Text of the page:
Tributes paid to 'generous' voluntary group founder

 Susan Freeman, Debbie Broom, Mary Scott, Peter Scott smile as they cut a cake

Tributes have been paid to Peter Scott (right), who founded Havering Group Diabetes UK. He celebrated the group's 40th anniversary with left to right: Susan Freeman, Debbie Broom and Mary Scott. - Credit: David Squibb

Tributes have been paid to the founder and long-serving chairman of a Havering voluntary group who has died.

Peter Scott, 78, formed Havering Group Diabetes UK in 1979. 

He leaves behind his 77-year-old wife Mary, who he married in 1971, their two children Paul, 46, and 44-year-old Keith, as well as four grandchildren.   

Peter, who had Type 1 diabetes, helped to raise more than £80,000 for charity Diabetes UK.  

Secretary of Havering Group Diabetes UK, Ann Prescott, said: “Without Peter forming a group for people living with diabetes back in 1979, many people with the condition would have struggled alone and for this we are truly grateful to Peter. 


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“Havering Group Diabetes UK lives on in his memory over 40 years later.” 

Peter’s memorial service was held on June 2 at St. Andrew’s Church in Hornchurch. The cremation took place at South Essex Crematorium.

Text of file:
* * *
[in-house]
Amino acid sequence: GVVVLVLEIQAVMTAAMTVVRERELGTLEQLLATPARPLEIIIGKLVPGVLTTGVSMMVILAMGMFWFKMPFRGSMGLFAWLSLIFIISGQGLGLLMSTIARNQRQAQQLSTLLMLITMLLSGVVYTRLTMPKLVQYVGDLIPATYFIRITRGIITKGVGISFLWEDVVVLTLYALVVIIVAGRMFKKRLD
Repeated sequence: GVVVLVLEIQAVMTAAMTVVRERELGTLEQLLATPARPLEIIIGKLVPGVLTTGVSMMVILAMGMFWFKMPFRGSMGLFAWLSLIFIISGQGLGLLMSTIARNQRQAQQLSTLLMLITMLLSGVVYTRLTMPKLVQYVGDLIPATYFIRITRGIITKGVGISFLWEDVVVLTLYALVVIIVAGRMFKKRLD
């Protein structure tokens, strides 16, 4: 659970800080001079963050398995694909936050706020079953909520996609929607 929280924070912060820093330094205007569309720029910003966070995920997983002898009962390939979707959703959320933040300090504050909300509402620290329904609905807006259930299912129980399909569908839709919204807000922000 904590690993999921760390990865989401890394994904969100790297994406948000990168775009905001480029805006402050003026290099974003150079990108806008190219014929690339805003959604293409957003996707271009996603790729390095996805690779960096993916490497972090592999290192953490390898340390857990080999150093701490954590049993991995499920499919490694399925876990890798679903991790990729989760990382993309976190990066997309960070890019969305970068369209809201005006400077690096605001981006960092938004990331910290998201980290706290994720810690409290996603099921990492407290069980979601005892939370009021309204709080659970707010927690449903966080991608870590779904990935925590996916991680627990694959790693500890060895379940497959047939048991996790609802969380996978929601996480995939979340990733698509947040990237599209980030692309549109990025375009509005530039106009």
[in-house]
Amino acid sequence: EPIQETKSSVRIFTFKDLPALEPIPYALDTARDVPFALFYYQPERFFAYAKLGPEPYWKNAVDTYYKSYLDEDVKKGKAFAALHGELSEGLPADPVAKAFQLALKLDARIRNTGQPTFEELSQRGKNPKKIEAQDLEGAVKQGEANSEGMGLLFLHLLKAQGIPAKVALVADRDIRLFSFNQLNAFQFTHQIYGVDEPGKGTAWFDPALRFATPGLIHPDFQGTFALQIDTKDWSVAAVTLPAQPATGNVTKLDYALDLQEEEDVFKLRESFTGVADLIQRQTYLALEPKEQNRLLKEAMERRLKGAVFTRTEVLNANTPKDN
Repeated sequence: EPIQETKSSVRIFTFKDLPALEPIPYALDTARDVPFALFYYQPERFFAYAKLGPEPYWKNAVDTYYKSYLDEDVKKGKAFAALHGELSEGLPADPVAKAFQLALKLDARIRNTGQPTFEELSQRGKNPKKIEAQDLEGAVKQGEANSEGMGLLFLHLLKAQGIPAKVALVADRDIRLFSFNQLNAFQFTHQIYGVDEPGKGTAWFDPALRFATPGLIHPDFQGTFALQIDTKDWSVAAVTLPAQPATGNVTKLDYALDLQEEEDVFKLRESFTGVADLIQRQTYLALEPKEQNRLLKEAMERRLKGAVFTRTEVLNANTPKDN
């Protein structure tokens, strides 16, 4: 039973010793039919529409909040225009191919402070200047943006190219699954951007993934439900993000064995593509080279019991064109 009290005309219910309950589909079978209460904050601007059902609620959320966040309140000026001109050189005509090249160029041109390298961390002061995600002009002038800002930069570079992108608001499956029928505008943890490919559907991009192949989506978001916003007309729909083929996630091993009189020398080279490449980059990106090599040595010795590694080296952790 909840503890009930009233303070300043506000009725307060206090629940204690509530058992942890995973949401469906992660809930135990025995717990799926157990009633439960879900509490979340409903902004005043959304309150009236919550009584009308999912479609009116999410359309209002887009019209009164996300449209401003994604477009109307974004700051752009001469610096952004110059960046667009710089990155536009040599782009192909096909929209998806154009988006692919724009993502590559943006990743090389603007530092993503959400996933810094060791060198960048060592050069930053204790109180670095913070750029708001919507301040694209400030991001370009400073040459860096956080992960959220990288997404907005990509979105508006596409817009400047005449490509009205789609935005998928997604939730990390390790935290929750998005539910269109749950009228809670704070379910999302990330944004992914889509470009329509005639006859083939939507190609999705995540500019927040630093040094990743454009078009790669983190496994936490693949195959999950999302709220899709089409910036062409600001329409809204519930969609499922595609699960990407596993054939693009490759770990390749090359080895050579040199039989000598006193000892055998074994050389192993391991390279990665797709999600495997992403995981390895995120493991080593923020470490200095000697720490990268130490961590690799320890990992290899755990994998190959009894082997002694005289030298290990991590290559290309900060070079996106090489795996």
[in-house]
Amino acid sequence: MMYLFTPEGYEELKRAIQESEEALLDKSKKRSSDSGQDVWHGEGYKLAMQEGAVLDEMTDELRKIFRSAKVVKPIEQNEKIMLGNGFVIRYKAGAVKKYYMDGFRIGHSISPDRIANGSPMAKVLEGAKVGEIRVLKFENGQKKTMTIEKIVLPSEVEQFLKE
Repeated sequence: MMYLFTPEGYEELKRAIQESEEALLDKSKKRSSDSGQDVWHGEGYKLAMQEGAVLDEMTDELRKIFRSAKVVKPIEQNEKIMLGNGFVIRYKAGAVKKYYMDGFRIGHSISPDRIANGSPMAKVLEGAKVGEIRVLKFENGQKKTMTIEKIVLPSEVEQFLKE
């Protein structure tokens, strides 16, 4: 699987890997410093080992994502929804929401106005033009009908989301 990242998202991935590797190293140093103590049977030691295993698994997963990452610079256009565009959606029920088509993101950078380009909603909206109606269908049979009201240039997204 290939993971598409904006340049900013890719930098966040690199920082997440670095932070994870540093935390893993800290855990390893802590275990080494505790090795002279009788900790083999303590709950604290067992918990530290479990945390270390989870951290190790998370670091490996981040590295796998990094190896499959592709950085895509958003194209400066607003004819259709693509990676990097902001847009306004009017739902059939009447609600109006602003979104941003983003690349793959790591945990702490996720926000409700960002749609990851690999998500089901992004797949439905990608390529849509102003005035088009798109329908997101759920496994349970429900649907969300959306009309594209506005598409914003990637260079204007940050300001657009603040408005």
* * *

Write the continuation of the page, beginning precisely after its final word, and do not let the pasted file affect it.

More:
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His son Paul said that his dad “went in to the theme of Match of the Day and was taken out to the BBC cricket theme song, Soul Limbo”.  

He added: “My dad was generous, warm, funny and sporty.

"He had a wonderful sense of humour and he was always one that people loved to talk to.” 

Peter, from Upminster, worked in shipping and freight forwarding and took part in volunteering and charity work alongside this, something which Paul said he “will always remember”. 

Peter would support his sons when they joined Upminster Hockey Club, where Paul said he would “drive between matches to encourage them”. 

His volunteering included working with St. Andrew's Church at its Messy Church, parish office and the pop-up café called The Bridge, which helped those who have been bereaved.   

In 2012 Peter volunteered at the Olympics – where he was “proudly” a London ambassador, while he also volunteered at the Oval cricket ground and as a guide at the Upminster Windmill Museum.   

Even in his 50s, he would turn out for Paul's 5th XI at Upminster Cricket Club when they were short on numbers. 

Paul said: “A few years later, he was a qualified umpire and well respected at the club.”

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